Patients do not always take prescriptions as instructed and doctors cannot always tell who has lapsed, with potentially harmful and costly consequences. But that could change with more training, better tracking and less reliance by clinicians on rules of thumb for quick decisions, wrote three researchers in the Journal of the American Medical Association.
Those decision shortcuts can speed treatment, but not always effectively, said Zachary Marcum, a pharmacist and one of the report's
three authors. Research suggests that clinicians often fail to accurately predict how closely patients stick to their prescriptions.
It's critical that physicians get better at this—for better clinical outcomes and for providers and policymakers to get a handle on healthcare spending. Patients' willingness or ability to stick to prescription regimens could reduce Medicare spending on medical services by 0.5% for every 1% increase in prescriptions that seniors take to the pharmacy and fill, the Congressional Budget Office
said last November.
“Changes in the use of prescription drugs have the potential to affect the use of medical services,” the CBO said. “For example, overuse or inappropriate use of prescription drugs may raise the risk of adverse reactions, triggering a need for medical treatment. But most often, pharmaceuticals have the effect of improving or maintaining an individual's health.” That could be by preventing complications or hospitalizations, for example, among diabetics and heart disease patients.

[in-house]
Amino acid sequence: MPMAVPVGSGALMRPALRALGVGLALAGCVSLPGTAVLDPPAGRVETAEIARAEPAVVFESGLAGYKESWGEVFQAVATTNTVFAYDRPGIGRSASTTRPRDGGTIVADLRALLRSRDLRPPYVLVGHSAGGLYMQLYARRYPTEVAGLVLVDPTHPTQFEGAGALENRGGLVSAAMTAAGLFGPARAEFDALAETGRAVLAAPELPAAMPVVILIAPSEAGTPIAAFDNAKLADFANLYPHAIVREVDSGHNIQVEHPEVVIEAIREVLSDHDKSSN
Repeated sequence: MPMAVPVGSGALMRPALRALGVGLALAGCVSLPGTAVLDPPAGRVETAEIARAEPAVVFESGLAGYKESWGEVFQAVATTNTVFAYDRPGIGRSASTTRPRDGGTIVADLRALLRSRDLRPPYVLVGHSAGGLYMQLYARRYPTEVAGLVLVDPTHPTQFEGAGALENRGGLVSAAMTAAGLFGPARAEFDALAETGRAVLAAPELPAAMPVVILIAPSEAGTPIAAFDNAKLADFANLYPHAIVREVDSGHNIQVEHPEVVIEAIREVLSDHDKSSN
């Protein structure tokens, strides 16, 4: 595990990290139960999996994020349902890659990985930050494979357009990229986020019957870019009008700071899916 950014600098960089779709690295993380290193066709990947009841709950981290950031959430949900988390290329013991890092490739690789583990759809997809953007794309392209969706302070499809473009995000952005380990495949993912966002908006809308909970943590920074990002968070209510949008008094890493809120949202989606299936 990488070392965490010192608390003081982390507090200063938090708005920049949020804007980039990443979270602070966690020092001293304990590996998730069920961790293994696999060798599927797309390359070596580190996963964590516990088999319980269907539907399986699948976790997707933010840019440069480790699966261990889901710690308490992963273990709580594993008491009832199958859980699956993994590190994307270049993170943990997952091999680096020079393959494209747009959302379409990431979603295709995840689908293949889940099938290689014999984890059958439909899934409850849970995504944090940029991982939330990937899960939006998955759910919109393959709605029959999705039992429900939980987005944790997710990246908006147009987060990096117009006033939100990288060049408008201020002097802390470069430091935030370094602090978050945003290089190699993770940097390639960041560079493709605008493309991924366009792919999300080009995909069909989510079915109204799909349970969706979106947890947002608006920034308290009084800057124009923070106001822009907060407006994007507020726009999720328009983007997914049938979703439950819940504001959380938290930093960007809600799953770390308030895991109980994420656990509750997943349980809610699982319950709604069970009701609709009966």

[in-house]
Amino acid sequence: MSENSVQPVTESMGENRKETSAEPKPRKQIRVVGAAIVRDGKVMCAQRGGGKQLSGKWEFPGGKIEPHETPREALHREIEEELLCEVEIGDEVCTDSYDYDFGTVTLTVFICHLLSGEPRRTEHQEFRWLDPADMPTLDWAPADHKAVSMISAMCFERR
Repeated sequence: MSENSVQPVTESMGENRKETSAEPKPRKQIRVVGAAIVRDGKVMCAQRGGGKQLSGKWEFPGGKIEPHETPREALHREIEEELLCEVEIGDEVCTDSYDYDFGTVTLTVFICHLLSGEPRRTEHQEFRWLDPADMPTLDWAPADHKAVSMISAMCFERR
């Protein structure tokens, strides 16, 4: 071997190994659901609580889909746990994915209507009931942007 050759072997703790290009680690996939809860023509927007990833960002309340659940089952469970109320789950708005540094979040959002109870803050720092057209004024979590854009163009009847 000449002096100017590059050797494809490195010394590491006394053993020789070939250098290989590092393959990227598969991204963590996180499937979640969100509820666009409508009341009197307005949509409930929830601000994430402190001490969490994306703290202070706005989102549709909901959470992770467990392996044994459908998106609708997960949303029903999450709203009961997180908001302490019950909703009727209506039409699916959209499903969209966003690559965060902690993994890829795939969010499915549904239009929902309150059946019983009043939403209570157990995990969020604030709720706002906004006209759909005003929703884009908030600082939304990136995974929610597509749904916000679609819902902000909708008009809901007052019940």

Marcum, an assistant professor of medicine at the University of Pittsburgh, and co-authors Mary Ann Sevick and Dr. Steven Handler, who both teach at the university, wrote that more thorough screening is needed to address the complexity of behaviors that prompt patients to take pills less often than necessary or not at all.
“It takes a long time and a lot of follow-up to address medication adherence issues when they arise,” Marcum said.
“We propose that the first step is to view medication nonadherence as a diagnosable and treatable medical condition,” they wrote.
Patients broadly do not take medications for multiple reasons, including cost, inattention or perception that the drug does not work. Clinicians may also face patients with “inaccurate, irrational or conflicting normative beliefs about medications,” the authors wrote.Electronic health records
that capture information on medication adherence would give clinicians useful information and help when benchmarking quality, the authors said.
The 2010 health reform law
includes new incentives for Medicare managed-care plans to seek greater medication adherence, they wrote. Bonuses for Medicare managed-care plans are tied to the percentage of enrollees who frequently fill prescriptions. “This is something that people will obviously be paying more attention to,” Marcum said.
Sevick is an associate professor of medicine, behavioral and community health, and clinical and translational science at the university. Handler is an assistant professor of biomedical informatics, geriatric medicine, and clinical and translational research, and director of clinical informatics at the university's biomedical informatics department. Follow Melanie Evans on Twitter: @MHmevans